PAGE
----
Team effort to save Notre Dame relic, fire chief says

PARIS — The chaplain of the Paris fire brigade credits saving the crown of thorns from fire that gutted Notre Dame to a team of rescuers who broke the relic's protective covering and an official who had the secret code to unlock the protection.

Fire chaplain Jean-Marc Fournier told France Info on Thursday that his own team arrived on the heels of the salvaging, and praised the action "to preserve this extraordinary relic, this patrimony of humanity."

Others had earlier credited Fournier with saving the crown of thorns.

Fournier told daily Le Parisian that he himself was able to save the most precious thing for Catholics from the fires, the concentrated hosts. The paper said he climbed on altars to remove large paintings, but that he felt especially proud of another personal salvaging operation: "to have removed Jesus" from the Cathedral.

He was referring to the chalice containing consecrated hosts that for Catholics are the body of Christ.

France is also paying a daylong tribute Thursday to the Paris firefighters who saved the internationally revered Notre Dame Cathedral from collapse and rescued its treasures from encroaching flames.

French President Emmanuel Macron will host the firefighters for a special gathering to share "words of thanks." Top government ministers will also take part in the event at the presidential palace in Paris.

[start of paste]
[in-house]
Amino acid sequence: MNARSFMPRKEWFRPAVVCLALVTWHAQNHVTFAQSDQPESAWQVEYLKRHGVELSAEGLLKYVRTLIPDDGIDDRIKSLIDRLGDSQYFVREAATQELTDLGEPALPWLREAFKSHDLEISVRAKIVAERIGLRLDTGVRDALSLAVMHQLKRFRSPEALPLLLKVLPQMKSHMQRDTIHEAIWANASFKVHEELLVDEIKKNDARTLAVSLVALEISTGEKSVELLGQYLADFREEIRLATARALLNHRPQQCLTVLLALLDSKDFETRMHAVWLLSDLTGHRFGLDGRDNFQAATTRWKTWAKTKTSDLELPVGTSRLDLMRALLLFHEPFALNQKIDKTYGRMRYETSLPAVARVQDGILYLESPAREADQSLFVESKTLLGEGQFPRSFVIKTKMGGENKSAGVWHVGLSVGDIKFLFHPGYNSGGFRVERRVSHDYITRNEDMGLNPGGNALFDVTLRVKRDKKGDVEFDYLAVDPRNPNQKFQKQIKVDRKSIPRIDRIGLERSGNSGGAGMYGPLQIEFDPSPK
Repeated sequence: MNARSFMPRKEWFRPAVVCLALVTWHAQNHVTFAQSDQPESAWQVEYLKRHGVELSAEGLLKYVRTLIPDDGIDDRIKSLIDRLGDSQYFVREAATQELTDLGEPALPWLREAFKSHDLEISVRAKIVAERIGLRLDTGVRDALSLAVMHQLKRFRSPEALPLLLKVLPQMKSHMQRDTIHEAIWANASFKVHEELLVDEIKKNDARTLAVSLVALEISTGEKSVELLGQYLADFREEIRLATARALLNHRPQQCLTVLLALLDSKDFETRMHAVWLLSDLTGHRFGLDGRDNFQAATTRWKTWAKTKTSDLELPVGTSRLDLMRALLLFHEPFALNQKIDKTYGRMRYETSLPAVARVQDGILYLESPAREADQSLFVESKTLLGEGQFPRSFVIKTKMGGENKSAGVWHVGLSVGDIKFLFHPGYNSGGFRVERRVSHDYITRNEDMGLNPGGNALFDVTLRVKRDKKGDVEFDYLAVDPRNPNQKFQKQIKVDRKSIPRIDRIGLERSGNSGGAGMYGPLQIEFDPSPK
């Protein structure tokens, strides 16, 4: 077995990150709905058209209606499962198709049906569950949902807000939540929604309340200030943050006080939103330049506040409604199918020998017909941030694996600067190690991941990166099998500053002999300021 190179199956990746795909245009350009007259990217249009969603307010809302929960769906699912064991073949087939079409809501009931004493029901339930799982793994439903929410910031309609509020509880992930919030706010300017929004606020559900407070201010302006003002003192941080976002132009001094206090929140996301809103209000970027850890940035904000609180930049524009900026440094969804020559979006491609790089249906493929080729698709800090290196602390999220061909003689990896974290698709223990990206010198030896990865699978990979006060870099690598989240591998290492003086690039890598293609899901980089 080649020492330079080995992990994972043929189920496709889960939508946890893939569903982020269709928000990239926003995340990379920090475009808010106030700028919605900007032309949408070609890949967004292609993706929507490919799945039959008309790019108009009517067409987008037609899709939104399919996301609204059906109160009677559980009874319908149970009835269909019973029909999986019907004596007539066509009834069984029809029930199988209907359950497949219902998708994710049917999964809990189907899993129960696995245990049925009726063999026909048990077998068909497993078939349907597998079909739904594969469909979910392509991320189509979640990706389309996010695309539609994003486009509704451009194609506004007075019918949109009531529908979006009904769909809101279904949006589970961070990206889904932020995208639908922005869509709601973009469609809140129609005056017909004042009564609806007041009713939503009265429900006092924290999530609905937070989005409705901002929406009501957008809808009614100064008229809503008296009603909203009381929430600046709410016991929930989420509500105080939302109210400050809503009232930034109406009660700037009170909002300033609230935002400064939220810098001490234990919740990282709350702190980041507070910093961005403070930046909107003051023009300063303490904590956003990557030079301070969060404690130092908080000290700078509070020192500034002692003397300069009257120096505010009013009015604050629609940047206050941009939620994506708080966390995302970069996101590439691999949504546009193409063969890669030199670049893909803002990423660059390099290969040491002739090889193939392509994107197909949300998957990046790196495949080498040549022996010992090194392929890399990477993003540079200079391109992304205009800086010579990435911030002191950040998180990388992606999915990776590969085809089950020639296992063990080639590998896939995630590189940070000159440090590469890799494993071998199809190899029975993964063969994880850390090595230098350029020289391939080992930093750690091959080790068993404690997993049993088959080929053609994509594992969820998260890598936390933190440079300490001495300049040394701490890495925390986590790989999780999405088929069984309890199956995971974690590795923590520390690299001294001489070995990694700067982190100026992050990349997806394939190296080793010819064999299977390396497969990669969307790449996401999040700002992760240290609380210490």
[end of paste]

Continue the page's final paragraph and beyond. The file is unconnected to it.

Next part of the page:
Later, Paris City Hall will hold a ceremony in the firefighters' honor, with a Bach violin concert, two giant banners strung from the monumental city headquarters and readings from Victor Hugo's "The Hunchback of Notre Dame."

More than 400 firefighters took part in the nine-hour battle to save the 12th-century Notre Dame on Monday evening. Its spire collapsed and roof was destroyed, but its iconic towers, rose windows, famed organ and precious artworks were saved.

Remarkably, no one was killed in the fire, which occurred during a Mass, after firefighters and church officials speedily evacuated those inside.

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